Paw parents should ensure that at least ⅓ of their dog’s meal contains high-quality, plant-based protein sources. For instance, healthy plant-based sources include oats, sweet potatoes, lentils, and soybeans. You’ll want to make sure your dog does not have an allergies to any of these plant-based sources.
Many paw parents choose pinto beans as the meal base for their dog’s diet. Considered as one of the most non-allergic foods for doggos, pinto beans makes for a great base for a vegan diet. Don’t forget, the beans need to be cooked completely, until they are very very soft. Next, mash up the beans, add them to your other vegan ingredients, serve the dish to your paw friend, and bam, yummy vegan goodness!
So we’ve got the meal base down and done, now for the rest. Cooked and raw veggies, whole grains, and any necessary supplements are added next.
Doggos may also benefit from fruits, like bananas, watermelon, oranges, and apples. Adding fruits to their diet may cause stomach upset though, so it’s important to add fruit in slowly to their diet and keep a close eye to monitor any potential changes.
If you are wanting your dog to adopt a vegan dog food diet, it’s best to begin early on in their puppy life. But not too young - newborn puppies should not have a vegan diet as they need their mom’s milk and proteins to develop healthily and build a strong immune system.
When you choose a vegan diet, be sure that your doggo is getting enough non-meat protein, taurine, and L-carnitine in their diet. You may need to purchase the last two supplements from a health food store and mix it directly into their food. It’s important that you as a paw parent do your “homework” on foods that your dog can and cannot eat. The last thing you want is for your vegan food choices to harm your puppers.
Anytime you want to change your dog’s diet, we recommend going low and slow! Rushing the process can lead to upset stomachs, resistance to new food, and paw parent frustration. Switching to a vegan diet takes time and that’s okay! Patients is the key player here. Slowly begin bringing the vegan food options into their current meat-based diet. Again, no reason to rush the process. If you switch foods too quickly, it may lead to fido having diarrhea, vomit, or constipation.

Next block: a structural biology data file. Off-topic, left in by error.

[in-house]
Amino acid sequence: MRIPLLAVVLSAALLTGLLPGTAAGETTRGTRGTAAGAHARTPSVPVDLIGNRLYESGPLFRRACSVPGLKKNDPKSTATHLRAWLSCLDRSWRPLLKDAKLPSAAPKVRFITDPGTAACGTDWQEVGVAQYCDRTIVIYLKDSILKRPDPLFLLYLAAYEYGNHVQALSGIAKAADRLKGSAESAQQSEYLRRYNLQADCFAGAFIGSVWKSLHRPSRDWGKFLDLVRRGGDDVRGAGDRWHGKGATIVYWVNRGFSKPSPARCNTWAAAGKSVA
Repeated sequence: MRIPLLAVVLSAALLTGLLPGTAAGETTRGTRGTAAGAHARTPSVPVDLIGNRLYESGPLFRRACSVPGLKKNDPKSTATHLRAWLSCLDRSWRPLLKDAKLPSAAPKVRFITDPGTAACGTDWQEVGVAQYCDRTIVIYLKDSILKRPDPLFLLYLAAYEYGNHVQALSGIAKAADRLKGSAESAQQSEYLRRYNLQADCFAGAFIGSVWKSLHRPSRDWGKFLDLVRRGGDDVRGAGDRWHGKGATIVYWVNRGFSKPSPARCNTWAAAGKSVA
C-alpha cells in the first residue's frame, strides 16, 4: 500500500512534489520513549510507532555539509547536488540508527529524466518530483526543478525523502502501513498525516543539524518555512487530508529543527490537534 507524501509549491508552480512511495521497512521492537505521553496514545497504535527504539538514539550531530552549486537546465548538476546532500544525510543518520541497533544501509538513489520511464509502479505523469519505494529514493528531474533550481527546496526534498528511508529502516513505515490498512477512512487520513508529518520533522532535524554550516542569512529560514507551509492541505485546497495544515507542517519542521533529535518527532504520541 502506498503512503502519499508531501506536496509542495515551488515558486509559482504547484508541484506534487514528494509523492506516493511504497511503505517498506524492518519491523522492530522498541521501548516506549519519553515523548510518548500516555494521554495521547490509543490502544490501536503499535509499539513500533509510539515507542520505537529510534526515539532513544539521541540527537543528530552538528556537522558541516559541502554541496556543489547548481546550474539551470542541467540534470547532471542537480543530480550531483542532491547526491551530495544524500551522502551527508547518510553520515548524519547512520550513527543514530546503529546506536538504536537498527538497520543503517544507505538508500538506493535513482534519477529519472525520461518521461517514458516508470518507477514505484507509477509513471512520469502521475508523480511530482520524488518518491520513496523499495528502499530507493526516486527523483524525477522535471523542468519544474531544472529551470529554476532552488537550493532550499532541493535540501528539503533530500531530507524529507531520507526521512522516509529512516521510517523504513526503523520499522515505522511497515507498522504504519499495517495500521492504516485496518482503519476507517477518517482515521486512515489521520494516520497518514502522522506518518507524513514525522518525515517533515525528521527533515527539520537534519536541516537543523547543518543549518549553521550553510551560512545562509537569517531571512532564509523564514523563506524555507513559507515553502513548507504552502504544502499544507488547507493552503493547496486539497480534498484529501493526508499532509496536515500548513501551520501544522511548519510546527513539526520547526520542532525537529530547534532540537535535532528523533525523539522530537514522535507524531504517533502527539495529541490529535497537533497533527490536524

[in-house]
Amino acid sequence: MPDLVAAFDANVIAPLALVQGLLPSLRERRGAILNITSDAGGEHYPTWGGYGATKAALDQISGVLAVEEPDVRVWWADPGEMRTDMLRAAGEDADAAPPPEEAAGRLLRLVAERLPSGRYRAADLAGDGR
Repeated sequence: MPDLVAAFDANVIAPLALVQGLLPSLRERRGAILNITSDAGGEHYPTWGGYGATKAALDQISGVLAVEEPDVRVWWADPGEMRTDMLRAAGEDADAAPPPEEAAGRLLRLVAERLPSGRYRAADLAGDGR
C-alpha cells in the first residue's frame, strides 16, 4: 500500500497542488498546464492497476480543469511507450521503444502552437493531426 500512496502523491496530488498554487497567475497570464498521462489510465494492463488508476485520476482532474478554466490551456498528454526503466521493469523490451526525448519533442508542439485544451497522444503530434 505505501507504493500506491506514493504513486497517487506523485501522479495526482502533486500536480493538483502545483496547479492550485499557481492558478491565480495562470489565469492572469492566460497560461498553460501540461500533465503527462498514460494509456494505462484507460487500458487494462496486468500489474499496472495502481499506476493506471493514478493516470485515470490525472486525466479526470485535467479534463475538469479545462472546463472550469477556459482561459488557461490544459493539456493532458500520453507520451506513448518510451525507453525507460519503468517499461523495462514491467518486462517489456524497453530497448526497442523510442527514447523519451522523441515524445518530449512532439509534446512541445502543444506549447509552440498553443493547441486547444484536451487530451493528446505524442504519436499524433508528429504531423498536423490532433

Slowly, you can replace your dog’s current food with new vegan options, until eventually, there is no meat left in their diet. This may take a few weeks, which, in the long run, it’s a long time!
Good news, most doggos will eat just about anything! So if your puppers is resistant to trying new foods, you can try adding nutritional yeast, olive oil, soy milk, meatless baby food, or powdered kelp - any of these should do the trick to get your four-legged friend to start eating.
Unfortunately, vitamin and mineral deficiencies are common when it comes to vegan lifestyles. It’s important that pet parents make sure their dog is receiving the necessary vitamins and nutrients that their cute little bodies need.
Many times, you will need to add supplements to their diet including L-carnitine, amino acids, taurine, and other supplements when deemed necessary. Talking with your veterinarian regarding your pup’s vegan status, vegan diet, and their individual needs to make sure their health is at its best, is a great way to stay up-to-date and keep your vet in the loop.
Paw parents may choose a vegan or vegetarian diet for their four-legged bestie for numerous reasons. From various backgrounds and beliefs, health choices, political ideals, cultural and religious ideals, or whichever reason you choose, your pup’s diet is entirely up to you!
If you do decide to switch your dog to a plant-based diet, it’s important to be sure that it is nutritionally dense and complete, including the right supplements (if need be). Remember, vegan diets can improve your dog’s health, energy levels, temperament, and longevity, it’s also easier for your dog to lack the necessary nutrients that they absolutely need!
Per usual, we encourage our readers to do their homework, research, ask questions, and consult with your pup’s vet to ensure that he/she isn’t lacking any nutrients in any way whatsoever on a vegan diet. Veganism has the potential to do great things for your best friend, but may be harmful if not done in the right way.